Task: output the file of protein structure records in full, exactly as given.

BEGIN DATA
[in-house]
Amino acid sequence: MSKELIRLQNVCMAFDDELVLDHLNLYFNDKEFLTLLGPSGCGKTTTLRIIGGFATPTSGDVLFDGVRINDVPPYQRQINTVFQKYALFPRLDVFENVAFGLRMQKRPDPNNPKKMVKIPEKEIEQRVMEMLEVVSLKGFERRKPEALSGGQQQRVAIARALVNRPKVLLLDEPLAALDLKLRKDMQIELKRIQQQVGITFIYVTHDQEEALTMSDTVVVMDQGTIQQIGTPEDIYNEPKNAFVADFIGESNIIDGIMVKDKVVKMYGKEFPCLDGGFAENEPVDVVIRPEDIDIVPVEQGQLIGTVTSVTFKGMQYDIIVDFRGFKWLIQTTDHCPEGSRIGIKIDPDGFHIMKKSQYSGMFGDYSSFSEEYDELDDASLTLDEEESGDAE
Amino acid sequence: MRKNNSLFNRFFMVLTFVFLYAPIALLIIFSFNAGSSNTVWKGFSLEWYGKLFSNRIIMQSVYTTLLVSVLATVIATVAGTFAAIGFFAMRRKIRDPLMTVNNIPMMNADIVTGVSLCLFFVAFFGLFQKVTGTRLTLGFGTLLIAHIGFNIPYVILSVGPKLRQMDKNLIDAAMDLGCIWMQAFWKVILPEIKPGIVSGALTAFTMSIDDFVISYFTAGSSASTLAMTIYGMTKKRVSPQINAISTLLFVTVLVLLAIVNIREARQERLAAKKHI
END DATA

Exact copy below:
[in-house]
Amino acid sequence: MSKELIRLQNVCMAFDDELVLDHLNLYFNDKEFLTLLGPSGCGKTTTLRIIGGFATPTSGDVLFDGVRINDVPPYQRQINTVFQKYALFPRLDVFENVAFGLRMQKRPDPNNPKKMVKIPEKEIEQRVMEMLEVVSLKGFERRKPEALSGGQQQRVAIARALVNRPKVLLLDEPLAALDLKLRKDMQIELKRIQQQVGITFIYVTHDQEEALTMSDTVVVMDQGTIQQIGTPEDIYNEPKNAFVADFIGESNIIDGIMVKDKVVKMYGKEFPCLDGGFAENEPVDVVIRPEDIDIVPVEQGQLIGTVTSVTFKGMQYDIIVDFRGFKWLIQTTDHCPEGSRIGIKIDPDGFHIMKKSQYSGMFGDYSSFSEEYDELDDASLTLDEEESGDAE
Amino acid sequence: MRKNNSLFNRFFMVLTFVFLYAPIALLIIFSFNAGSSNTVWKGFSLEWYGKLFSNRIIMQSVYTTLLVSVLATVIATVAGTFAAIGFFAMRRKIRDPLMTVNNIPMMNADIVTGVSLCLFFVAFFGLFQKVTGTRLTLGFGTLLIAHIGFNIPYVILSVGPKLRQMDKNLIDAAMDLGCIWMQAFWKVILPEIKPGIVSGALTAFTMSIDDFVISYFTAGSSASTLAMTIYGMTKKRVSPQINAISTLLFVTVLVLLAIVNIREARQERLAAKKHI